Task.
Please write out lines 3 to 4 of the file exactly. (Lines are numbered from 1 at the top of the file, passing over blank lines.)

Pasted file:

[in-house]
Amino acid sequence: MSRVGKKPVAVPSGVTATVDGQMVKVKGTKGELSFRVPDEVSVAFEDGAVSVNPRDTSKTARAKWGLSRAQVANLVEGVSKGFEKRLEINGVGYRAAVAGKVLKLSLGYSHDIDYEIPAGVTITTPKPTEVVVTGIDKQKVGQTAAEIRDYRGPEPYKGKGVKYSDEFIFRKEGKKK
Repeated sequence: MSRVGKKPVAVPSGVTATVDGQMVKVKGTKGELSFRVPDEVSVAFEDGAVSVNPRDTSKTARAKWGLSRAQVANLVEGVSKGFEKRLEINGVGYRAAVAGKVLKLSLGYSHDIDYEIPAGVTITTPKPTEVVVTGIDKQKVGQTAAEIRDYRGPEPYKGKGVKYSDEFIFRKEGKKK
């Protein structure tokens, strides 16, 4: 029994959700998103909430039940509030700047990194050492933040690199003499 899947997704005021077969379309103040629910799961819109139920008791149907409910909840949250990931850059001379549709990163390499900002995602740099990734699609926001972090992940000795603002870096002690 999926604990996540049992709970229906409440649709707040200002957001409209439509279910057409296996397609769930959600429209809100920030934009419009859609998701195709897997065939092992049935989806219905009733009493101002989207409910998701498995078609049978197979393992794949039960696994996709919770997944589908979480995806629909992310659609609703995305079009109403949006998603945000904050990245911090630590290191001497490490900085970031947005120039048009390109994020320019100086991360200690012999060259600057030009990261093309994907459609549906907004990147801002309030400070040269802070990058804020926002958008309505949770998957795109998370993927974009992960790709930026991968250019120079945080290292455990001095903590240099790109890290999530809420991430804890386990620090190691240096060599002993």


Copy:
Repeated sequence: MSRVGKKPVAVPSGVTATVDGQMVKVKGTKGELSFRVPDEVSVAFEDGAVSVNPRDTSKTARAKWGLSRAQVANLVEGVSKGFEKRLEINGVGYRAAVAGKVLKLSLGYSHDIDYEIPAGVTITTPKPTEVVVTGIDKQKVGQTAAEIRDYRGPEPYKGKGVKYSDEFIFRKEGKKK
């Protein structure tokens, strides 16, 4: 029994959700998103909430039940509030700047990194050492933040690199003499 899947997704005021077969379309103040629910799961819109139920008791149907409910909840949250990931850059001379549709990163390499900002995602740099990734699609926001972090992940000795603002870096002690 999926604990996540049992709970229906409440649709707040200002957001409209439509279910057409296996397609769930959600429209809100920030934009419009859609998701195709897997065939092992049935989806219905009733009493101002989207409910998701498995078609049978197979393992794949039960696994996709919770997944589908979480995806629909992310659609609703995305079009109403949006998603945000904050990245911090630590290191001497490490900085970031947005120039048009390109994020320019100086991360200690012999060259600057030009990261093309994907459609549906907004990147801002309030400070040269802070990058804020926002958008309505949770998957795109998370993927974009992960790709930026991968250019120079945080290292455990001095903590240099790109890290999530809420991430804890386990620090190691240096060599002993």